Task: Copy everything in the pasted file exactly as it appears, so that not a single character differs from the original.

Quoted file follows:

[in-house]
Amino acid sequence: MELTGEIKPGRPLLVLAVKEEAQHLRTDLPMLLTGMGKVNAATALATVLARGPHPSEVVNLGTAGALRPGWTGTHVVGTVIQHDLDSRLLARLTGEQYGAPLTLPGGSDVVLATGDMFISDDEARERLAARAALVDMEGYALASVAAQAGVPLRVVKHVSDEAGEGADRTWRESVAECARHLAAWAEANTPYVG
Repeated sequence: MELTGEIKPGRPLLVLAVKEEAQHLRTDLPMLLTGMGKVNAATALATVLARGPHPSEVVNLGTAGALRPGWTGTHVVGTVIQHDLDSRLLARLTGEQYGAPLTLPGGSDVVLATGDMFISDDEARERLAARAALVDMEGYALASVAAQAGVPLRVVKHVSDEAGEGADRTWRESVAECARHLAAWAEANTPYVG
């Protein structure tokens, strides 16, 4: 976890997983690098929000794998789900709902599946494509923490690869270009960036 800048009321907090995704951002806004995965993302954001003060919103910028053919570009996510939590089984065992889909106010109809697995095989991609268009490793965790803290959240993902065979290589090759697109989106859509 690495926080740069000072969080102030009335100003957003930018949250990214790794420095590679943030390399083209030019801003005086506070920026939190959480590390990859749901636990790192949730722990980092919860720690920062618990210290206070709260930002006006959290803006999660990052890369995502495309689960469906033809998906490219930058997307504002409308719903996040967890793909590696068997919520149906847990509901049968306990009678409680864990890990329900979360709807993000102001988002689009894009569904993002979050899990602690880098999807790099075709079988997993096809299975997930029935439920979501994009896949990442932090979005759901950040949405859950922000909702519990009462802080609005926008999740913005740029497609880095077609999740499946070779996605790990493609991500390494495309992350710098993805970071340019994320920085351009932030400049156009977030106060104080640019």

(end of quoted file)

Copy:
[in-house]
Amino acid sequence: MELTGEIKPGRPLLVLAVKEEAQHLRTDLPMLLTGMGKVNAATALATVLARGPHPSEVVNLGTAGALRPGWTGTHVVGTVIQHDLDSRLLARLTGEQYGAPLTLPGGSDVVLATGDMFISDDEARERLAARAALVDMEGYALASVAAQAGVPLRVVKHVSDEAGEGADRTWRESVAECARHLAAWAEANTPYVG
Repeated sequence: MELTGEIKPGRPLLVLAVKEEAQHLRTDLPMLLTGMGKVNAATALATVLARGPHPSEVVNLGTAGALRPGWTGTHVVGTVIQHDLDSRLLARLTGEQYGAPLTLPGGSDVVLATGDMFISDDEARERLAARAALVDMEGYALASVAAQAGVPLRVVKHVSDEAGEGADRTWRESVAECARHLAAWAEANTPYVG
């Protein structure tokens, strides 16, 4: 976890997983690098929000794998789900709902599946494509923490690869270009960036 800048009321907090995704951002806004995965993302954001003060919103910028053919570009996510939590089984065992889909106010109809697995095989991609268009490793965790803290959240993902065979290589090759697109989106859509 690495926080740069000072969080102030009335100003957003930018949250990214790794420095590679943030390399083209030019801003005086506070920026939190959480590390990859749901636990790192949730722990980092919860720690920062618990210290206070709260930002006006959290803006999660990052890369995502495309689960469906033809998906490219930058997307504002409308719903996040967890793909590696068997919520149906847990509901049968306990009678409680864990890990329900979360709807993000102001988002689009894009569904993002979050899990602690880098999807790099075709079988997993096809299975997930029935439920979501994009896949990442932090979005759901950040949405859950922000909702519990009462802080609005926008999740913005740029497609880095077609999740499946070779996605790990493609991500390494495309992350710098993805970071340019994320920085351009932030400049156009977030106060104080640019």